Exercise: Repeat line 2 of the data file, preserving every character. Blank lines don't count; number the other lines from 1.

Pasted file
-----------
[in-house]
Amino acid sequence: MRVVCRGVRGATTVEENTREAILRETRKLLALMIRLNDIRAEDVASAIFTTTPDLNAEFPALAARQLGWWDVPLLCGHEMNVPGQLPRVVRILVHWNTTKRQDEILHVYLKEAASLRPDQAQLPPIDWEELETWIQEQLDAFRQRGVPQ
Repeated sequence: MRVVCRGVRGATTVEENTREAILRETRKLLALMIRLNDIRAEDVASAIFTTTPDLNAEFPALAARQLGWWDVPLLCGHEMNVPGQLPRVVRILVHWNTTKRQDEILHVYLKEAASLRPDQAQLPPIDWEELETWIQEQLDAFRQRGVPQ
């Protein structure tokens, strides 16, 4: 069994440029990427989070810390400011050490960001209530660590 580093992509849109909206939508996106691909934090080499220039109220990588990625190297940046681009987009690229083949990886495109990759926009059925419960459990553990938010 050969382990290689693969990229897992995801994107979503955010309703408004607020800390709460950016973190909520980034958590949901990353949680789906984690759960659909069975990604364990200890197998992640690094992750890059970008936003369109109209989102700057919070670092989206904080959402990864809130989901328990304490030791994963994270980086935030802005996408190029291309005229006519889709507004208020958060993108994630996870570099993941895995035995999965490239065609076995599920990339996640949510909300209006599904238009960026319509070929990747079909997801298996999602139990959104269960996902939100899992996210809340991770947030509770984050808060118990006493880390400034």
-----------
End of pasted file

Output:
Amino acid sequence: MRVVCRGVRGATTVEENTREAILRETRKLLALMIRLNDIRAEDVASAIFTTTPDLNAEFPALAARQLGWWDVPLLCGHEMNVPGQLPRVVRILVHWNTTKRQDEILHVYLKEAASLRPDQAQLPPIDWEELETWIQEQLDAFRQRGVPQ